4. Bacteria v/s Viruses. This is a big deal. When people get sick, it is usually caused by a virus. (The common cold and the flu are caused by viruses.) Bacterial infections, such as a sinus infection, are usually localized and don't cause symptoms that affect your entire body the way a virus does. (Unless the bacteria have spread throughout the body, which is not good.) Key point here: antibiotics will NEVER work on a virus. If you are sick and it is due to a virus, there's not much a doctor can do for you. Also, some viruses actually stay in our bodies FOR LIFE. An example is the chicken pox virus, which can go dormant for many years in our bodies, and then it can re-erupt later as the painful shingles. This is also a good time to talk about vaccines and how there is NOT a single solid study that indicates there is a link between vaccines and autism. 

5. Sexually Transmitted Diseases (STDs). I have a really graphic PowerPoint with pictures of STD infections that I show my high school students. I talk about the STDs that are caused by bacteria and the ones that are caused by viruses. The viral-based STDs are generally the ones you get stuck with for life. We don't know how to get rid of viruses if you catch one, but we should have an antibiotic that could help you get rid of a bacterial-based STD. I also usually call my local health department to get statistics on what the current local outbreaks are. It seems to really make an impact on my high school students when I say things like, "Russellville has more cases of gonorrhea than any other STD." 

6. How to do conversions, especially metric v/s English units. The United States continues to cling to the old English system of pounds, feet, miles, etc. Learning how to convert English units into metric units is a very important skill. After all, do you remember when one of our NASA Mars orbiters burned up in the Martian atmosphere because someone did not convert English units to metric units? It was akin to setting $125 million dollars aflame. Students love this story.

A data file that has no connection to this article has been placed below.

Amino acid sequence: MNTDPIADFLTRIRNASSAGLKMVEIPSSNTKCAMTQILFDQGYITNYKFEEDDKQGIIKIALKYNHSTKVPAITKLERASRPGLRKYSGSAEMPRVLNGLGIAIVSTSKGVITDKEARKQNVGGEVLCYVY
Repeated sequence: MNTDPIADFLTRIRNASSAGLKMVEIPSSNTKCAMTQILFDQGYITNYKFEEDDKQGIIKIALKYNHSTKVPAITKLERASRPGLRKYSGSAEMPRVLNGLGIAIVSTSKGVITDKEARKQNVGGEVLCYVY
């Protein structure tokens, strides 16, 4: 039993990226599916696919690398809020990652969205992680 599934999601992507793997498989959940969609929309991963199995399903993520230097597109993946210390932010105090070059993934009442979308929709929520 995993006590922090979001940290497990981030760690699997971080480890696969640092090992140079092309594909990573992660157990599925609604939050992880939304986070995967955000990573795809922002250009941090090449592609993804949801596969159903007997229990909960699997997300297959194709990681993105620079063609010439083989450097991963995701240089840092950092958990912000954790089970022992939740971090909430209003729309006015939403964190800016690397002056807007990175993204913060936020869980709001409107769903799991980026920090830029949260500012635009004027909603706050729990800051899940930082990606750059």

7. How to make a basic graph. I usually give the students a small dataset, some blank paper and colored pencils. I teach them about the independent variable (or test variable), and how to identify the dependent variable. I review what the x and y axes are, and how to label them. Then we usually look at examples of some really poorly made graphs so they can learn to identify a meaningful graph. We also look at pie charts and talk about how all the pieces should equal to 100%.  

8. The most common statistic: The t-test. What is a p value? It may be challenging for the students to grasp this concept in one sitting, but we have to try. I know  professors who struggle with basic statistics. Statistics is a basic and critical tool for scientists. The more you understand statistics, the harder it is for anyone to feed you garbage. 

9. How to look up a peer-reviewed science journal. Google Scholar is my favorite search engine for scientific papers. There are others, but this one is a great place to start. 

10. How to check to see if you've found a predatory journal. Scientists are under intense pressure to publish their work, so of course there are plenty of people around who are looking to take advantage of them. You won't ever need to rely on mainstream media to explain science news to you if you know how to look up peer-reviewed journals. You can learn to interpret the papers yourself, but you need to make sure the papers haven't been published by someone using shady criteria.  Librarian Jeffrey Beall created the best resource I know of to make sure you are not referencing a predatory journal. https://beallslist.weebly.com/